Well, I care. Not sure why anyone wouldn't care. I'm just responding to the question about why there are no protests.

Bringing up brown skin and religion, that's on you.   Racists gotta racist, I guess.

Sure thIng. I'm just pretty sure if French children were being starved to death by Germans, you'd care a bit more. Just based on what you yourself has written.

I could be wrong. Wouldn't be the first time.

Right. Just go ahead and double down on making up things I said. It's easy, ain't it?

Nobody has to pretend, buddy. We all know how much you don't like Muslims. Your own words have shown us.

PS. You're an immigration expert, could you please go over to that thread and answer my question?

D.W.

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Re: Yemen
« Reply #42 on: April 18, 2019, 05:02:46 PM »
Quote
Nobody has to pretend, buddy. We all know how much you don't like Muslims. Your own words have shown us.
We poke pretty hard at each other a lot of the time but this seems to cross a line to me.  At worst his comments here strike me as brutally pragmatic or stating the truth we dislike facing about our country in a proactive/offensive way.

Going from that to "don't like Muslims" is a stretch, and bad form IMO.

DJQuag

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Re: Yemen
« Reply #43 on: April 18, 2019, 05:08:21 PM »
Quote
Nobody has to pretend, buddy. We all know how much you don't like Muslims. Your own words have shown us.
We poke pretty hard at each other a lot of the time but this seems to cross a line to me.  At worst his comments here strike me as brutally pragmatic or stating the truth we dislike facing about our country in a proactive/offensive way.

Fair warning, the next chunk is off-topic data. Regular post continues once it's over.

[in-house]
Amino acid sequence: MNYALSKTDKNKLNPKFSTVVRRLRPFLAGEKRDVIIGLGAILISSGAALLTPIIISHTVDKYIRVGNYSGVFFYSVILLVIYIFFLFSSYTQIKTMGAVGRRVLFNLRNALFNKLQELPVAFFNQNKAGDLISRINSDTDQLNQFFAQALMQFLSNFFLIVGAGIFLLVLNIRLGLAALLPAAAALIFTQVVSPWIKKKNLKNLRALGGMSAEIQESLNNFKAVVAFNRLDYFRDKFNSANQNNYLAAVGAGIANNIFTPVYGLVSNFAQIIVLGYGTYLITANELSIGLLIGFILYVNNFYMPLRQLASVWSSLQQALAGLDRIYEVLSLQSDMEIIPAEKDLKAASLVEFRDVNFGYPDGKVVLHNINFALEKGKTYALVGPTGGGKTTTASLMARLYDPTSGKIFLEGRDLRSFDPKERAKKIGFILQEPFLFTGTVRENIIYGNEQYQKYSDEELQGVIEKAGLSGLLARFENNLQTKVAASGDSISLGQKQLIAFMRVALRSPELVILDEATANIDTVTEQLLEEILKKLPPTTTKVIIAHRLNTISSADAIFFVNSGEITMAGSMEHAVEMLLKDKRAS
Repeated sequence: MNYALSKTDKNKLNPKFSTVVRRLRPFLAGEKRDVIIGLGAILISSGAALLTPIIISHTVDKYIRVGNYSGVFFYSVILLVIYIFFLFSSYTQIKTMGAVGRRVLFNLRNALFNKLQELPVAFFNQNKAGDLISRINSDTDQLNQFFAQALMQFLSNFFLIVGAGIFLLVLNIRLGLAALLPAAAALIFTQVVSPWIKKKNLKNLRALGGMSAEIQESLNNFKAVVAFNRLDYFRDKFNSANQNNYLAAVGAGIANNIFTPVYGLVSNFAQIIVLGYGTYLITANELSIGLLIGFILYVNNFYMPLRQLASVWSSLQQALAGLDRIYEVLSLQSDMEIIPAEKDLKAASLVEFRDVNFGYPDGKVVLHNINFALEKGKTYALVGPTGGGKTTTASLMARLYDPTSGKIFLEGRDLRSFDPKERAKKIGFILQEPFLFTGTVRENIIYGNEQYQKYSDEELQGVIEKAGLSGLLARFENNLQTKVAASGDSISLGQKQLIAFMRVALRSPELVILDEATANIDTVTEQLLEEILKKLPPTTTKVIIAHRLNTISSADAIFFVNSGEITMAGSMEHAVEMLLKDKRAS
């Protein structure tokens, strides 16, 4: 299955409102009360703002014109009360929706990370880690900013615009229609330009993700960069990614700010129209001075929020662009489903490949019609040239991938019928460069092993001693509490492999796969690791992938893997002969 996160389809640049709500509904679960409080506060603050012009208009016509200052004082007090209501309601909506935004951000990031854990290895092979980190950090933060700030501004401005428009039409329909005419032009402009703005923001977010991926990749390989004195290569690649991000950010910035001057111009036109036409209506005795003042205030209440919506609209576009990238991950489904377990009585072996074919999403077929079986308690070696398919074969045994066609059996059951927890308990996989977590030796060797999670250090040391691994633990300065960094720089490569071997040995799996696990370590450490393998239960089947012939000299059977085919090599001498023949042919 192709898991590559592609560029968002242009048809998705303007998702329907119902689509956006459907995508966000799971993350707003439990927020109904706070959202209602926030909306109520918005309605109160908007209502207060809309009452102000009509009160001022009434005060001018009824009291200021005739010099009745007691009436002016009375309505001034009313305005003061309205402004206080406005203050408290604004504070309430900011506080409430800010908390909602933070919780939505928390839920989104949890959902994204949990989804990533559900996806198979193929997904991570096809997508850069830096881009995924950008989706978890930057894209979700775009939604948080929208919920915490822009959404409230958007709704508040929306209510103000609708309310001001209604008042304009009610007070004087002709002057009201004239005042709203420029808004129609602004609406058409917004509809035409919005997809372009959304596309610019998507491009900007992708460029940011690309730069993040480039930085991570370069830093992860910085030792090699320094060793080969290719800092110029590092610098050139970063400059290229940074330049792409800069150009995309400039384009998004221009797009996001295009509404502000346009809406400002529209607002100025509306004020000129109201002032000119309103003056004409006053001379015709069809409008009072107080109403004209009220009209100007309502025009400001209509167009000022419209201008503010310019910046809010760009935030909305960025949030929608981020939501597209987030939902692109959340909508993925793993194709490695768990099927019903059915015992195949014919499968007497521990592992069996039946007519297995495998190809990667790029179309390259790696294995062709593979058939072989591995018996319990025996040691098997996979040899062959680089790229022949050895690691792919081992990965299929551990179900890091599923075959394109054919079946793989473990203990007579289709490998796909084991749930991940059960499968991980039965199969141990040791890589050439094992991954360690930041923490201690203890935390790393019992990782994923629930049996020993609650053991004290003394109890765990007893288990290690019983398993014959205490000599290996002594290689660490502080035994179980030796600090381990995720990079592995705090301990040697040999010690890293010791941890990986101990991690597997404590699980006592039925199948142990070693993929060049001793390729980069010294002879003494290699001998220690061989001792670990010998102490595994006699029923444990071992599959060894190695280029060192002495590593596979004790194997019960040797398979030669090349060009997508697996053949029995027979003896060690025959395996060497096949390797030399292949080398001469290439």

Going from that to "don't like Muslims" is a stretch, and bad form IMO.

He thinks Muslims suck. I absolutely believe that.

Hey Crunch, you think people who are faithful to the Quran can be good American citizens? Do you suspect what they believe is opposed to American culture?

Crunch

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Re: Yemen
« Reply #44 on: April 18, 2019, 07:51:18 PM »
Quote
Nobody has to pretend, buddy. We all know how much you don't like Muslims. Your own words have shown us.
We poke pretty hard at each other a lot of the time but this seems to cross a line to me.  At worst his comments here strike me as brutally pragmatic or stating the truth we dislike facing about our country in a proactive/offensive way.

Going from that to "don't like Muslims" is a stretch, and bad form IMO.

He thinks Muslims suck. I absolutely believe that.

Hey Crunch, you think people who are faithful to the Quran can be good American citizens? Do you suspect what they believe is opposed to American culture?

Not true, believe whatever makes you feel good, I don’t care but just know that you’re not being honest.